Details

Surface and Interfacial Forces


Surface and Interfacial Forces


2. Aufl.

von: Hans-Jürgen Butt, Michael Kappl

79,99 €

Verlag: Wiley-VCH
Format: EPUB
Veröffentl.: 03.04.2018
ISBN/EAN: 9783527804368
Sprache: englisch
Anzahl Seiten: 350

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Beschreibungen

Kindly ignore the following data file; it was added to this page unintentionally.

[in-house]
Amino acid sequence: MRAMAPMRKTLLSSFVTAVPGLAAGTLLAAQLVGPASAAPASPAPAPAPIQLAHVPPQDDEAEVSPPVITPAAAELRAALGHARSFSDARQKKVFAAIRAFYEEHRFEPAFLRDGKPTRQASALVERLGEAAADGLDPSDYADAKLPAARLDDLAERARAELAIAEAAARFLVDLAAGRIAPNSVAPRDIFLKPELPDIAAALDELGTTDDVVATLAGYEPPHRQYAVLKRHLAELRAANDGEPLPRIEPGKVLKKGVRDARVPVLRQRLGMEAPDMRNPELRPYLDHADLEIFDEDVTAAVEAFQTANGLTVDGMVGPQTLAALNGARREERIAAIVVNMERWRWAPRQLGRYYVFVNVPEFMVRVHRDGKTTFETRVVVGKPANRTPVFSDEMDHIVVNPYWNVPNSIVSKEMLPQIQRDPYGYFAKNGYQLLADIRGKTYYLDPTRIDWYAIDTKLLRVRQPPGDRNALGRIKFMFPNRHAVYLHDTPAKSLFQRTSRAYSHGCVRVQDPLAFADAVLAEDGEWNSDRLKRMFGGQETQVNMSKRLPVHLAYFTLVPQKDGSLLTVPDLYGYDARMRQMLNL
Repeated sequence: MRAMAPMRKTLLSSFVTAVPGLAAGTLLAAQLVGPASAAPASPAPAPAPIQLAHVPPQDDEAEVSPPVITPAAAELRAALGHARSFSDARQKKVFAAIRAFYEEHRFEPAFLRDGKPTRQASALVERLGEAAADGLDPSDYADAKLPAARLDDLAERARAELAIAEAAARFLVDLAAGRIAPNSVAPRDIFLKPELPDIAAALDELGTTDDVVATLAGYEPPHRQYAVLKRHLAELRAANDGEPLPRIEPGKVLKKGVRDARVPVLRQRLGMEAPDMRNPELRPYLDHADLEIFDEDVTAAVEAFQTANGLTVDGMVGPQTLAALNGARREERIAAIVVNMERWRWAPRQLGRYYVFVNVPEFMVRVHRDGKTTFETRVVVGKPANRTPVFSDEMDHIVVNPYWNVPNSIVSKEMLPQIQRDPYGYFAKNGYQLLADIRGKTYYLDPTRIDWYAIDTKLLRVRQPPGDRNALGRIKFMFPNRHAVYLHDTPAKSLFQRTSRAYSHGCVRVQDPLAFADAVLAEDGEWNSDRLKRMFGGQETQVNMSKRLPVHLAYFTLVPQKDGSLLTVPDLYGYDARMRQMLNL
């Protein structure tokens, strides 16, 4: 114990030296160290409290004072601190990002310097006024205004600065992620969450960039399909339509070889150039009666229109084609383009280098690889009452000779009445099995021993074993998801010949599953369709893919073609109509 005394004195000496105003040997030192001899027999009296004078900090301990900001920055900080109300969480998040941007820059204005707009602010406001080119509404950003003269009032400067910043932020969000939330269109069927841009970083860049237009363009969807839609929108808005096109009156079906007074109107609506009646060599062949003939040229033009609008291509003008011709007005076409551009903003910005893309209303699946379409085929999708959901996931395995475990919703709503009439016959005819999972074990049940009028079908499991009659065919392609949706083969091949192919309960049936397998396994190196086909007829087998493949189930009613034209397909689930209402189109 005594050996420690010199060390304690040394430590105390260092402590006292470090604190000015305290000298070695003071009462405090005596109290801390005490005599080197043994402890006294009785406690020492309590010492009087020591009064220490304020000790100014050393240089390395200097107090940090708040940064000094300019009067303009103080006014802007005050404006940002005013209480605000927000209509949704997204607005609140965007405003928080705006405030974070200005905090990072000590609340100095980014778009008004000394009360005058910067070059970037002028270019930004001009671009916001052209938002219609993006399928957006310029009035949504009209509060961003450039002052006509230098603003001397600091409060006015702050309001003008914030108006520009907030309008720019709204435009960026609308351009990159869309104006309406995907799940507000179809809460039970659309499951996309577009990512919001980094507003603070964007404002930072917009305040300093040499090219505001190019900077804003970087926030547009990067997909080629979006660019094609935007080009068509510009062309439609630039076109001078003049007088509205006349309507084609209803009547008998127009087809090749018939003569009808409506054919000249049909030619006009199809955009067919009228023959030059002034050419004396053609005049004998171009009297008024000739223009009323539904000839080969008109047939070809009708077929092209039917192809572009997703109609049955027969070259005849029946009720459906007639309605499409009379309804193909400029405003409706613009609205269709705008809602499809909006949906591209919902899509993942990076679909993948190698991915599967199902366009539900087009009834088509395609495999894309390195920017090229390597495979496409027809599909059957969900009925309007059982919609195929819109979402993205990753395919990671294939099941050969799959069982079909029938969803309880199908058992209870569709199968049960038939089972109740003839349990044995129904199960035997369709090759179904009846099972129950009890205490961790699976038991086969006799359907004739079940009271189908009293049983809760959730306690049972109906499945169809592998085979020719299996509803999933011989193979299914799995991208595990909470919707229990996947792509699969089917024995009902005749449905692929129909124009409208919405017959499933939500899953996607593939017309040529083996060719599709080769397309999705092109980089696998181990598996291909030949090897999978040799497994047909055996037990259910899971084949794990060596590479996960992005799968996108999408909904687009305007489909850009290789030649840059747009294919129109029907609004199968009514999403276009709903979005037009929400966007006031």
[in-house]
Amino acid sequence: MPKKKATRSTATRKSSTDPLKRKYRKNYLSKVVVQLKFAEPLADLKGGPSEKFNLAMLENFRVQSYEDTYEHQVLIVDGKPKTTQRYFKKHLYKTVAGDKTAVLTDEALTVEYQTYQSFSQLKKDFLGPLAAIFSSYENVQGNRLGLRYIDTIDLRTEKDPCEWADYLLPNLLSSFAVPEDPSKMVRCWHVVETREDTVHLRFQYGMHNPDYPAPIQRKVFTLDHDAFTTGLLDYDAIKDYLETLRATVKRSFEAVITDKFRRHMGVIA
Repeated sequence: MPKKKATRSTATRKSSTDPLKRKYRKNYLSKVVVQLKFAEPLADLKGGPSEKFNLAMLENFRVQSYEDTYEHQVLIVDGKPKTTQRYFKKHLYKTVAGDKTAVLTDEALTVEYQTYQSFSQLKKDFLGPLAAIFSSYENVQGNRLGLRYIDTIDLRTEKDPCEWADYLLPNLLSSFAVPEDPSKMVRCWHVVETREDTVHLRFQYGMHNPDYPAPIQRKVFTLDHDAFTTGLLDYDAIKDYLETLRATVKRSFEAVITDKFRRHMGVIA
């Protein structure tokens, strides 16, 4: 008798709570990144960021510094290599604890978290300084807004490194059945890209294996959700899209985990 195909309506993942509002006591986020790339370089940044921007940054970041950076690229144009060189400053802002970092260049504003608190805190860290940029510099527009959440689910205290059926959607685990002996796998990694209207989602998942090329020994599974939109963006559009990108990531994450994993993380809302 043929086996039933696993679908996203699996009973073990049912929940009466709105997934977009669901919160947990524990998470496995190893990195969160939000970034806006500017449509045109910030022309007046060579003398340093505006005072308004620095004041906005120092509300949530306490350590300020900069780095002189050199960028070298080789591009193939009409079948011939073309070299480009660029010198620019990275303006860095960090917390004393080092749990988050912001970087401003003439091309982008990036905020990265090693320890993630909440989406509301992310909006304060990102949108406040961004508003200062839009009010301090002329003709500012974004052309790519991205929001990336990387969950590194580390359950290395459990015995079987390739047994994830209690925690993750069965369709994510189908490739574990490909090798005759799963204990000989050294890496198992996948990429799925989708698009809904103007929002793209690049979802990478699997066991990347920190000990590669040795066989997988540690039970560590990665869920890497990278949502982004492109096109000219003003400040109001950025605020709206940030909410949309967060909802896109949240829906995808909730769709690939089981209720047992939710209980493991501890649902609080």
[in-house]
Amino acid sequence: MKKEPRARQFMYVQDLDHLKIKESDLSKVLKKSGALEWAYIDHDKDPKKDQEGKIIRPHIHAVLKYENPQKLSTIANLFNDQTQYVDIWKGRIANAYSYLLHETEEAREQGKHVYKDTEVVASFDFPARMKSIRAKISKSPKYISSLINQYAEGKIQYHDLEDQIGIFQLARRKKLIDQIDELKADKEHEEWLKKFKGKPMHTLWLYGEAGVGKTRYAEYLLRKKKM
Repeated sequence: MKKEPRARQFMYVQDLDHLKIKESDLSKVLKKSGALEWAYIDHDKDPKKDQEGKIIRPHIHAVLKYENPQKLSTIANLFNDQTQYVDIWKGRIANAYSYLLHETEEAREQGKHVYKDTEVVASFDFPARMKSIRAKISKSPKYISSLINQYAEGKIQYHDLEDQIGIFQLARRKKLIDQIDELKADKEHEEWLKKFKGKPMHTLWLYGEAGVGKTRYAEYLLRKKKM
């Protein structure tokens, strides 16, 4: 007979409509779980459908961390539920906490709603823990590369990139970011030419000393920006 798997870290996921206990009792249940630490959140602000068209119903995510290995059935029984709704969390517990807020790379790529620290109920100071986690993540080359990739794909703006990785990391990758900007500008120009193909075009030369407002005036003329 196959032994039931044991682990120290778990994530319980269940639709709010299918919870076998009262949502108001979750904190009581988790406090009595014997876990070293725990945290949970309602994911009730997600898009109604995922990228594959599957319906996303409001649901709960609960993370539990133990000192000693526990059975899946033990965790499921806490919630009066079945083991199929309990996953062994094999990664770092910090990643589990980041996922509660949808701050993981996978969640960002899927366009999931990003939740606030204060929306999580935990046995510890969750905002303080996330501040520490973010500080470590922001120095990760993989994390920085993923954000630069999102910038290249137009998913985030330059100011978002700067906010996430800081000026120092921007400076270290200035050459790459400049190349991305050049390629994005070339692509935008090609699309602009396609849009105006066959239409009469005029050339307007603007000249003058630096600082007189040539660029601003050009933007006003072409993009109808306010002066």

A general introduction to surface and interfacial forces, perfectly combining theoretical concepts, experimental techniques and practical applications. In this completely updated edition all the chapters have been thoroughly revised and extended to cover new developments and approaches with around 15% new content. A large part of the book is devoted to surface forces between solid surfaces in liquid media, and while a basic knowledge of colloid and interface science is helpful, it is not essential since all important concepts are explained and the theoretical concepts can be understood with an intermediate knowledge of mathematics. A number of exercises with solutions and the end-of-chapter summaries of the most important equations, facts and phenomena serve as additional tools to strengthen the acquired knowledge and allow for self-study. The result is a readily accessible text that helps to foster an understanding of the intricacies of this highly relevant topic.